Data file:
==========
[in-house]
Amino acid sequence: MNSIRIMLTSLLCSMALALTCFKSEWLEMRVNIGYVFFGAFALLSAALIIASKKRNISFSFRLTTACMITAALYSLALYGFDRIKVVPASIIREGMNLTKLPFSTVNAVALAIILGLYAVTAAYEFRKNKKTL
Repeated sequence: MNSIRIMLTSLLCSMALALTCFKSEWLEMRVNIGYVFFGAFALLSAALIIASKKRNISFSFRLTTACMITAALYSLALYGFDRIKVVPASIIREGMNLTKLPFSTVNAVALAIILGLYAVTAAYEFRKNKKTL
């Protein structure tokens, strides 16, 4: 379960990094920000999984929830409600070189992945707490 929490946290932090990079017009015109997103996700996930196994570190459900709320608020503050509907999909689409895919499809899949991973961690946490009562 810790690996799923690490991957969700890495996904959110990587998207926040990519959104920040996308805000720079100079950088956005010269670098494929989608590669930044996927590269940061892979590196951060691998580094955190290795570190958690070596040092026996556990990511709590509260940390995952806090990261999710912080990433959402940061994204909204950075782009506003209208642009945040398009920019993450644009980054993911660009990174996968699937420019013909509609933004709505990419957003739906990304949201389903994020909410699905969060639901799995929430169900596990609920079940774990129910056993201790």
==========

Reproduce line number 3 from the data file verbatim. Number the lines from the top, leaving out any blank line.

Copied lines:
Repeated sequence: MNSIRIMLTSLLCSMALALTCFKSEWLEMRVNIGYVFFGAFALLSAALIIASKKRNISFSFRLTTACMITAALYSLALYGFDRIKVVPASIIREGMNLTKLPFSTVNAVALAIILGLYAVTAAYEFRKNKKTL